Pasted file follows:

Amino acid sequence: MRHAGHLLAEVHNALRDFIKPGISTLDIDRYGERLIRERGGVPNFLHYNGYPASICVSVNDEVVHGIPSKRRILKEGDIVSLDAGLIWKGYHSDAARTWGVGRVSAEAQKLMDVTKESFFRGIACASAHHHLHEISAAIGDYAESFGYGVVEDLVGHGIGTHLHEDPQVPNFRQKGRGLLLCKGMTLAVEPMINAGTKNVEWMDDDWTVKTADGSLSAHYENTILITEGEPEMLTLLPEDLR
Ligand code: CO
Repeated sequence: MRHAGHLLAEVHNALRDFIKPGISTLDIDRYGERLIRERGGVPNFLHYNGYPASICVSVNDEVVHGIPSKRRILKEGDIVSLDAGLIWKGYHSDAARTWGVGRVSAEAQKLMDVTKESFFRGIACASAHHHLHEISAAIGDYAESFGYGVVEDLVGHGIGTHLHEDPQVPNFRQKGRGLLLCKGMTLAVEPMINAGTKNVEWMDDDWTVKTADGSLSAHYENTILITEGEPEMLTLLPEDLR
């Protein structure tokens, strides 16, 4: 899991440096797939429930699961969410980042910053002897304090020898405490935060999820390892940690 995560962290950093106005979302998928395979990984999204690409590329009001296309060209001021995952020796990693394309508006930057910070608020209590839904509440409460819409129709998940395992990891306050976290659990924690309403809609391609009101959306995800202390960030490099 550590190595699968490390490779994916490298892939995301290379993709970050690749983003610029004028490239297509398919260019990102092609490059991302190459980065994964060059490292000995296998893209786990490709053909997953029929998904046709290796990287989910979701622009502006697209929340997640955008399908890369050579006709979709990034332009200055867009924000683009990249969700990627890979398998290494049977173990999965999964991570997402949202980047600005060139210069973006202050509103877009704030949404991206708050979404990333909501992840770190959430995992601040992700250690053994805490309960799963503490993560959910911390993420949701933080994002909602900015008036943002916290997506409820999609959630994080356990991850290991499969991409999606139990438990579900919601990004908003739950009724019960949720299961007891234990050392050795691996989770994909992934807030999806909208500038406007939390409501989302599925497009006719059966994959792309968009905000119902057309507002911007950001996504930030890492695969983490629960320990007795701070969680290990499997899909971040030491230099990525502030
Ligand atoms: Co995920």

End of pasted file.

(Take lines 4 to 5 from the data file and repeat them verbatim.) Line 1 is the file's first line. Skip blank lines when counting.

């Protein structure tokens, strides 16, 4: 899991440096797939429930699961969410980042910053002897304090020898405490935060999820390892940690 995560962290950093106005979302998928395979990984999204690409590329009001296309060209001021995952020796990693394309508006930057910070608020209590839904509440409460819409129709998940395992990891306050976290659990924690309403809609391609009101959306995800202390960030490099 550590190595699968490390490779994916490298892939995301290379993709970050690749983003610029004028490239297509398919260019990102092609490059991302190459980065994964060059490292000995296998893209786990490709053909997953029929998904046709290796990287989910979701622009502006697209929340997640955008399908890369050579006709979709990034332009200055867009924000683009990249969700990627890979398998290494049977173990999965999964991570997402949202980047600005060139210069973006202050509103877009704030949404991206708050979404990333909501992840770190959430995992601040992700250690053994805490309960799963503490993560959910911390993420949701933080994002909602900015008036943002916290997506409820999609959630994080356990991850290991499969991409999606139990438990579900919601990004908003739950009724019960949720299961007891234990050392050795691996989770994909992934807030999806909208500038406007939390409501989302599925497009006719059966994959792309968009905000119902057309507002911007950001996504930030890492695969983490629960320990007795701070969680290990499997899909971040030491230099990525502030
Ligand atoms: Co995920």